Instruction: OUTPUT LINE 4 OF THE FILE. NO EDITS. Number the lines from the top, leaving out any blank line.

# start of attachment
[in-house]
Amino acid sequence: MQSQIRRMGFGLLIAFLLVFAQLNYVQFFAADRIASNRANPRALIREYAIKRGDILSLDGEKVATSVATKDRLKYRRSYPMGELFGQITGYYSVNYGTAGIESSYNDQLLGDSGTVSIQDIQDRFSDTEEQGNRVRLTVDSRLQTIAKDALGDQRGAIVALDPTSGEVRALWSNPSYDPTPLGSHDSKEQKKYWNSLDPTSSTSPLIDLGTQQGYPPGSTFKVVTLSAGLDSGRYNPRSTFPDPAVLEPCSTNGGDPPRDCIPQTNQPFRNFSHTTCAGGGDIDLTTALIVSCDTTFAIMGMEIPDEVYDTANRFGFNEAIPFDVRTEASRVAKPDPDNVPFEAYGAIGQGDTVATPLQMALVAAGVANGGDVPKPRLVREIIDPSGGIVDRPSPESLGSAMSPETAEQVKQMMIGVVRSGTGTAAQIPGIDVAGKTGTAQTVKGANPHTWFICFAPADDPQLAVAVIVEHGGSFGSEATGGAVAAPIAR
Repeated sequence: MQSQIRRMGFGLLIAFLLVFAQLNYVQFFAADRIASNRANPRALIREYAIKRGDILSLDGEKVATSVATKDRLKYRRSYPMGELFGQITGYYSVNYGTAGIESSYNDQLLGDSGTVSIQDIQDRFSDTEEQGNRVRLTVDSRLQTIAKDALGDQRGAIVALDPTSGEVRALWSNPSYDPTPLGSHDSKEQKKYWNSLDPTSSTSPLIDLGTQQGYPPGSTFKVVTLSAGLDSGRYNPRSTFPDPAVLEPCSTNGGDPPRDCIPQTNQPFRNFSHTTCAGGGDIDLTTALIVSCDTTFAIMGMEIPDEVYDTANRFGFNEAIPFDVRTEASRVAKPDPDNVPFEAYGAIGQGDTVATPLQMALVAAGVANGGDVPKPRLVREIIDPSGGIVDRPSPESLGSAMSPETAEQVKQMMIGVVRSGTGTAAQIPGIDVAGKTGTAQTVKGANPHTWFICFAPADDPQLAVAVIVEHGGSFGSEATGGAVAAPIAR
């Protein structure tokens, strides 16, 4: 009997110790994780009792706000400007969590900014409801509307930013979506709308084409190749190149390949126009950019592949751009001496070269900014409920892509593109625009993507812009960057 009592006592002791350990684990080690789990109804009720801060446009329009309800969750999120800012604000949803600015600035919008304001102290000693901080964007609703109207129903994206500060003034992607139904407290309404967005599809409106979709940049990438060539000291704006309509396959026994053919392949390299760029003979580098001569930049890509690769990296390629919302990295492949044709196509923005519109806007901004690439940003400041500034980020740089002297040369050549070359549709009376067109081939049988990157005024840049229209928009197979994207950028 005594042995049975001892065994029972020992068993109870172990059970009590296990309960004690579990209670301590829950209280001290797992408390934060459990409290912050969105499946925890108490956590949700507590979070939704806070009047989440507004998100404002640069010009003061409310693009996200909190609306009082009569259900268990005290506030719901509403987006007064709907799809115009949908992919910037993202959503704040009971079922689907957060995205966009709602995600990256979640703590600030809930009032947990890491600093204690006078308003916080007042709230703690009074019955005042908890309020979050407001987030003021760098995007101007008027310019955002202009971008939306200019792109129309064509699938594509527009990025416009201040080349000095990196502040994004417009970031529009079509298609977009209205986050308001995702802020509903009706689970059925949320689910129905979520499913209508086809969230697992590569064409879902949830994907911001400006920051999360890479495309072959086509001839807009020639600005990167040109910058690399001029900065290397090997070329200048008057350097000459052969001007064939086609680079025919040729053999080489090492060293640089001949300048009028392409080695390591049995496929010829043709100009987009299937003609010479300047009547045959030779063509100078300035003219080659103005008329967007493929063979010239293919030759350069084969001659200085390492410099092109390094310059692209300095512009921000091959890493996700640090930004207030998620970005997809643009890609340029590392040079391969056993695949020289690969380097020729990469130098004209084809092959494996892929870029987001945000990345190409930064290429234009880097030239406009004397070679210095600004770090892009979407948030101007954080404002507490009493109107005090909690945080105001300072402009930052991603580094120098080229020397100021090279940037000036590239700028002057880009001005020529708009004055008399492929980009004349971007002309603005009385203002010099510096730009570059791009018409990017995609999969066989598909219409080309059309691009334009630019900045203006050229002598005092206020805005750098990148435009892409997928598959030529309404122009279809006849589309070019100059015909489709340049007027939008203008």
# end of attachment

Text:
């Protein structure tokens, strides 16, 4: 009997110790994780009792706000400007969590900014409801509307930013979506709308084409190749190149390949126009950019592949751009001496070269900014409920892509593109625009993507812009960057 009592006592002791350990684990080690789990109804009720801060446009329009309800969750999120800012604000949803600015600035919008304001102290000693901080964007609703109207129903994206500060003034992607139904407290309404967005599809409106979709940049990438060539000291704006309509396959026994053919392949390299760029003979580098001569930049890509690769990296390629919302990295492949044709196509923005519109806007901004690439940003400041500034980020740089002297040369050549070359549709009376067109081939049988990157005024840049229209928009197979994207950028 005594042995049975001892065994029972020992068993109870172990059970009590296990309960004690579990209670301590829950209280001290797992408390934060459990409290912050969105499946925890108490956590949700507590979070939704806070009047989440507004998100404002640069010009003061409310693009996200909190609306009082009569259900268990005290506030719901509403987006007064709907799809115009949908992919910037993202959503704040009971079922689907957060995205966009709602995600990256979640703590600030809930009032947990890491600093204690006078308003916080007042709230703690009074019955005042908890309020979050407001987030003021760098995007101007008027310019955002202009971008939306200019792109129309064509699938594509527009990025416009201040080349000095990196502040994004417009970031529009079509298609977009209205986050308001995702802020509903009706689970059925949320689910129905979520499913209508086809969230697992590569064409879902949830994907911001400006920051999360890479495309072959086509001839807009020639600005990167040109910058690399001029900065290397090997070329200048008057350097000459052969001007064939086609680079025919040729053999080489090492060293640089001949300048009028392409080695390591049995496929010829043709100009987009299937003609010479300047009547045959030779063509100078300035003219080659103005008329967007493929063979010239293919030759350069084969001659200085390492410099092109390094310059692209300095512009921000091959890493996700640090930004207030998620970005997809643009890609340029590392040079391969056993695949020289690969380097020729990469130098004209084809092959494996892929870029987001945000990345190409930064290429234009880097030239406009004397070679210095600004770090892009979407948030101007954080404002507490009493109107005090909690945080105001300072402009930052991603580094120098080229020397100021090279940037000036590239700028002057880009001005020529708009004055008399492929980009004349971007002309603005009385203002010099510096730009570059791009018409990017995609999969066989598909219409080309059309691009334009630019900045203006050229002598005092206020805005750098990148435009892409997928598959030529309404122009279809006849589309070019100059015909489709340049007027939008203008």